One of the funding structures put in place by the government of Alberta to support Indigenous-partnered projects in REP Round 2 is the Indigenous Green Loan Guarantee. Fifty million in Green Loan Guarantees will be available to support Indigenous participation in REP Round 2, with the funds awarded in December.

The Green Loan Guarantees will secure up to 50% of the minimum equity participation of 25% to a maximum guarantee of $25 million per loan, for up to 10 years. However, Duperreault, notes, the guarantee represents an additional layer of complexity to be navigated by communities that already lack a grounding in the details of project financing.

“We did investigate the Green Loan Guarantee early on, and that loan guarantee seemed complicated. It just added another level of complexity or another complexity factor in putting the projects together,” he observes. “For REP2, we found other sources of financing for our Indigenous clients.”

According to Duperreault, an insufficient understanding of project financing represents a common barrier to Indigenous participation in renewable energy projects.

“We ended up discovering those sources of financing on behalf of our Indigenous clients because they weren’t aware of those different options,” he comments. “They just didn’t have an awareness of those options, and they also didn’t have the financial capacity or knowledge to be able to explore those options to see if there was actually something that they could put in place.”

Project financing knowledge remains a barrier

Lack of financing knowledge and project experience can be a deal-breaker for Indigenous partners. “If you have a minority shareholder, like a First Nation, and a majority shareholder, the developer, who is very experienced and savvy, and you try and put those two parties together, there is a risk that the minority shareholder will lose confidence, because they may not understand the complexity of these deals,” points out Duperreault. “Their default mechanism in that situation is to withdraw and not take the chance. If that happens at the eleventh hour, then the developer is left without a partner.”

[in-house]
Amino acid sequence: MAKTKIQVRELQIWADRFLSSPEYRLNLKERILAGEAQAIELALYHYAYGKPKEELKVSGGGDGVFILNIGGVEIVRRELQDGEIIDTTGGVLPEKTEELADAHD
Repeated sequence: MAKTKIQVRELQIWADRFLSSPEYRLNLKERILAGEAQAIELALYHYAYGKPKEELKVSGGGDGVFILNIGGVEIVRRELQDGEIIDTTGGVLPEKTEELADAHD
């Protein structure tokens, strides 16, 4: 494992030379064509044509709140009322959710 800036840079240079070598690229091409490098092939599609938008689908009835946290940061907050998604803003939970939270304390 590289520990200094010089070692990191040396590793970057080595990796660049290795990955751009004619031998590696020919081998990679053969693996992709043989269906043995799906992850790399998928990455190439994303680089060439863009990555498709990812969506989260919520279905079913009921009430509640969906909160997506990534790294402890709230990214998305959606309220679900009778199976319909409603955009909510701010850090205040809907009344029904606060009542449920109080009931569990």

While the Indigenous equity ownership requirement for REP2 and the funding provided by the Green Loan Guarantee and the ADIGEDP are an excellent start, further education for Indigenous communities is essential. “From our point of view, it’s more about getting the Indigenous communities themselves comfortable with the transaction and understanding what they need to bring to the table in terms of their own corporate governance structures and policies,” notes Huculak.

The Alberta Indigenous Green Energy Development Program (AIGEDP)

The Alberta Indigenous Green Energy Development Program (AIGEDP) was launched in 2017, as part of the Alberta Climate Leadership Program, and aims to assist Alberta’s Indigenous communities and organizations in acquiring an ownership stake in Alberta’s growing renewable energy sector.

The AIGEDP provides funds in the form of grants to support Indigenous community-owned renewable energy projects that have a generation capacity above 1 Megawatt (MW) through two separate funding streams.

The Project Development stream provides support for projects in the pre-development stage through preliminary design, technical, financial and legal stages, market assessments, and the procurement of the required technical documentation.

The Project Implementation stream provides support for Indigenous communities or organizations in funding the capital costs of community-owned renewable energy generation projects, in either commercial or community scale, that are able to start operations or are at the engineering, procurement, and construction (EPC) stage of the project within the funding year.

The funding available to Indigenous community-owned projects has no maximum funding cap, can cover up to 100% of eligible project costs, and the funds provided can be stacked with other government and industry funding sources.

John is a freelance journalist working for Canadian Clean Energy Conferences and focussing on Indigenous participation in Canada’s renewable energy market and carbon taxation policies at both a federal and provincial level.

The views and opinions expressed in this article are the author’s own, and do not necessarily reflect those held by pv magazine.